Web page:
Financial application GCash, operated by G-Xchange Inc., has unveiled new initiatives including a messaging feature which will remove the need for users to take screenshots of receipts for proof of transaction.
Dubbed as the GChat feature, the in-app messenger will allow users to chat and transact with their contacts and merchants, share receipts instantly, and trace transaction histories.
GChat is set to be rolled out in the next few months, along with the Gigi chatbot and Advisories features that will provide assistance to users.
“As a national champion for financial inclusion we want to help and support the nation by truly winning every Filipino whoever and wherever they are,” GCash Chief Executive Officer Martha Sazon said during the firm’s Futurecast event in Makati.
“There’s just so much more that we need to do and we can do, especially for the underserved, all towards making Filipinos’ everyday lives better,” she added.
Aside from the GChat feature, the firm also announced the GCash Card to be rolled out in June, which will give users access to the VISA network with over 100 million shops across 200 countries.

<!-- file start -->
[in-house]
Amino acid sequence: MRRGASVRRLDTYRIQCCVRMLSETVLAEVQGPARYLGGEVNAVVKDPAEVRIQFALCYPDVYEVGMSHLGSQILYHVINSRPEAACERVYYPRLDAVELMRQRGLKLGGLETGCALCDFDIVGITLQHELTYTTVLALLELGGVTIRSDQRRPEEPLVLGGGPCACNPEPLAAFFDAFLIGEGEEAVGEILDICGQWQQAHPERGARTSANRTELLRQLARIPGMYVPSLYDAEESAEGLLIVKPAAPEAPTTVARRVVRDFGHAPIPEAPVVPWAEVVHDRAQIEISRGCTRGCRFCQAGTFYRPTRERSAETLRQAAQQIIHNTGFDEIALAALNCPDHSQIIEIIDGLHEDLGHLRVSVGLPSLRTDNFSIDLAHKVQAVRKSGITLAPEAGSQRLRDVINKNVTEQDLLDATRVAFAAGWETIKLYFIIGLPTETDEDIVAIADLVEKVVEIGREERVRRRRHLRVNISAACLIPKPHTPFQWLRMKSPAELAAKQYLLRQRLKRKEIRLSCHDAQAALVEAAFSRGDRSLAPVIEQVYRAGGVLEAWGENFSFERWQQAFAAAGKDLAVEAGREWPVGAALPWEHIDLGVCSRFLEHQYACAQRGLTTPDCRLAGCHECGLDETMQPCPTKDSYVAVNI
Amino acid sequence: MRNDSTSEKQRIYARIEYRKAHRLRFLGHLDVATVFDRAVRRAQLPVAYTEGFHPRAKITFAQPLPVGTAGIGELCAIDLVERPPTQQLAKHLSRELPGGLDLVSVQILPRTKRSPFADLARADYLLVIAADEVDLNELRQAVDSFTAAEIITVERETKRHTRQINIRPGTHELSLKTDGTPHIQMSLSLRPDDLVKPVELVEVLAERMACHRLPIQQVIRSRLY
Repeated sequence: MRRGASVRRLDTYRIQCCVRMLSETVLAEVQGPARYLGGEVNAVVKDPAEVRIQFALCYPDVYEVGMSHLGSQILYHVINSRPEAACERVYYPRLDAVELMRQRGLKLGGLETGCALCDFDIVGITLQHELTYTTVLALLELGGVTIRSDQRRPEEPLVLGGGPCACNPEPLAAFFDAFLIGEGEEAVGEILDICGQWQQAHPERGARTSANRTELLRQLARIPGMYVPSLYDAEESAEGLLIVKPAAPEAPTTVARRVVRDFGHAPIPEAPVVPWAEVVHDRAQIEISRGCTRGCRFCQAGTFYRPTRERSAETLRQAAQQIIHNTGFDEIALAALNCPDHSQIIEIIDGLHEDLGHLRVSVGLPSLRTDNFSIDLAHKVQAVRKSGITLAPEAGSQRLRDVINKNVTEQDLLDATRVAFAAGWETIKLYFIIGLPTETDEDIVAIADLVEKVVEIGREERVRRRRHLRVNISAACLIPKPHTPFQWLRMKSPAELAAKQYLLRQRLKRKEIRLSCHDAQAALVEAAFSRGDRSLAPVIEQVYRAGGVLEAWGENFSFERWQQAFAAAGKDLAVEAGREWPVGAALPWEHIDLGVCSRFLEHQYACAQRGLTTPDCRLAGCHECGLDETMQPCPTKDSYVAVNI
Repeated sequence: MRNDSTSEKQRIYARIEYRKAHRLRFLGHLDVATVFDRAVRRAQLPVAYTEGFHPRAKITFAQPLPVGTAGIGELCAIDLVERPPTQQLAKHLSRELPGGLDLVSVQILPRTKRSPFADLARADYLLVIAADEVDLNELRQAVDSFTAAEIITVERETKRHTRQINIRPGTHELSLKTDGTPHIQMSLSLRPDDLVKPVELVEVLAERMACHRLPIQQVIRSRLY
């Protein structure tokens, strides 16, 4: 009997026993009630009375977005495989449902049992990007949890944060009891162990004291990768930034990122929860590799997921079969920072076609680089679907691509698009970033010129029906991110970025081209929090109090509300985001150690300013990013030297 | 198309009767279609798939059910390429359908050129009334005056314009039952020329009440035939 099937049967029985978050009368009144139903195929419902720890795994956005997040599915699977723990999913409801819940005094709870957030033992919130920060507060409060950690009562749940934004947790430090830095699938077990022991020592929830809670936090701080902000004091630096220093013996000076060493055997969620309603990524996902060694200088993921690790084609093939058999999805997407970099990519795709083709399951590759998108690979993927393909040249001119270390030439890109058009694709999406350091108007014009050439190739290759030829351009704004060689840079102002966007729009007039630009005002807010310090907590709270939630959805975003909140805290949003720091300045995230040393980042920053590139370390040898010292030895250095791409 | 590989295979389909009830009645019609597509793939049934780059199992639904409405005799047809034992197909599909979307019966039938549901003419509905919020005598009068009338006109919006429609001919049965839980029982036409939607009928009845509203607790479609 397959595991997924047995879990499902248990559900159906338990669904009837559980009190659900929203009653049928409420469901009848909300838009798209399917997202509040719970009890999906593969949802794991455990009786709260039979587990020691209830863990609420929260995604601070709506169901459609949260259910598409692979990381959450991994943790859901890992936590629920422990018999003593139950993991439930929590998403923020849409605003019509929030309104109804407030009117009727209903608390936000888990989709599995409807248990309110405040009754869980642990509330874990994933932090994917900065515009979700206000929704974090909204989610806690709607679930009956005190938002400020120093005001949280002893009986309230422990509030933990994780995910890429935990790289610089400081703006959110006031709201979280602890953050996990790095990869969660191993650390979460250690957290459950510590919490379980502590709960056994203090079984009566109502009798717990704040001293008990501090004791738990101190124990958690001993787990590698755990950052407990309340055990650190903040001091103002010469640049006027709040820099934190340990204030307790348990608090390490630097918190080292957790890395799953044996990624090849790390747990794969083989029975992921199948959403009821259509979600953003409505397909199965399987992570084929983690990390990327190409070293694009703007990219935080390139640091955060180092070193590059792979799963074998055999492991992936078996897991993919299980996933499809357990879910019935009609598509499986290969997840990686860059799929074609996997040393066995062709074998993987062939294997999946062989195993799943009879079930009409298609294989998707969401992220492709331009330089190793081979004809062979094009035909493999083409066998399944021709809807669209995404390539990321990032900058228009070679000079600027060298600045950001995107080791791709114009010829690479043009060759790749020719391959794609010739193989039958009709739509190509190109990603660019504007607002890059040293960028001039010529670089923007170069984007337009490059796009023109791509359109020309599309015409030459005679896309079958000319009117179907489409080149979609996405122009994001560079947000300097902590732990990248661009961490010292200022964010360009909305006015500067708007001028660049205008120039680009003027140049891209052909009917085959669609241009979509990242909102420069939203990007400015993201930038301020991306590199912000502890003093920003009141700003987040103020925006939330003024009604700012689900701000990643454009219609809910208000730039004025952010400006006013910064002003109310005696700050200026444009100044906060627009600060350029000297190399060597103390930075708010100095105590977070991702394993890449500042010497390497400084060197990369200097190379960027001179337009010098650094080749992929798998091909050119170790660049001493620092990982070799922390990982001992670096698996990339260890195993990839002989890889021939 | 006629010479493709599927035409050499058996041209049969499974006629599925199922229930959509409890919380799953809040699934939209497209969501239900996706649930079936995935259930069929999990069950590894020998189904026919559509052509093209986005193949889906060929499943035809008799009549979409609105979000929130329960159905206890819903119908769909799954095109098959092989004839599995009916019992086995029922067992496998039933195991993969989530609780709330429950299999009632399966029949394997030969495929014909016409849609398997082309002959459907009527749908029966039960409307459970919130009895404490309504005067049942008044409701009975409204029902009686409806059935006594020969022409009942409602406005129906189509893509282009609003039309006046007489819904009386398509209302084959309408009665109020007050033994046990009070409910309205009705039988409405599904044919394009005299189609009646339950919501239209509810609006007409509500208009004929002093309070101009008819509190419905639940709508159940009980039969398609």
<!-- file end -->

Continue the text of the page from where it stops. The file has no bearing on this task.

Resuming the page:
GCash, which currently has over 79 million registered users, is a wholly-owned subsidiary of Mynt (Globe Fintech Innovations Inc.), which is in turn a partnership between Globe Telecom Inc., the Ayala Corp., and Ant Financial.
GCash in September moved the transaction confirmation notifications within the mobile application, aimed at improving security and providing easier access to transaction history. These were earlier made through text messages.
The firm also anonymized account usernames when making transactions, amid concerns on data privacy and the prevalence of spam text messages across the country.
Just last October Globe Telecom Inc. said it blocked a daily average of 2.4 million scam text messages with clickable links, showing the extent of spam and scam SMS in the Philippines.
Personalized text messages have been prevalent in the country, with the National Privacy Commission (NPC) finding difficulty in determining the source of information.
For its part, the Department of Information and Communications Technology (DICT) said spam texts are expected to drastically decline with the full implementation of the SIM Registration Act, which mandates all sim users to register with their respective telecommunications entities. —KBK, GMA Integrated News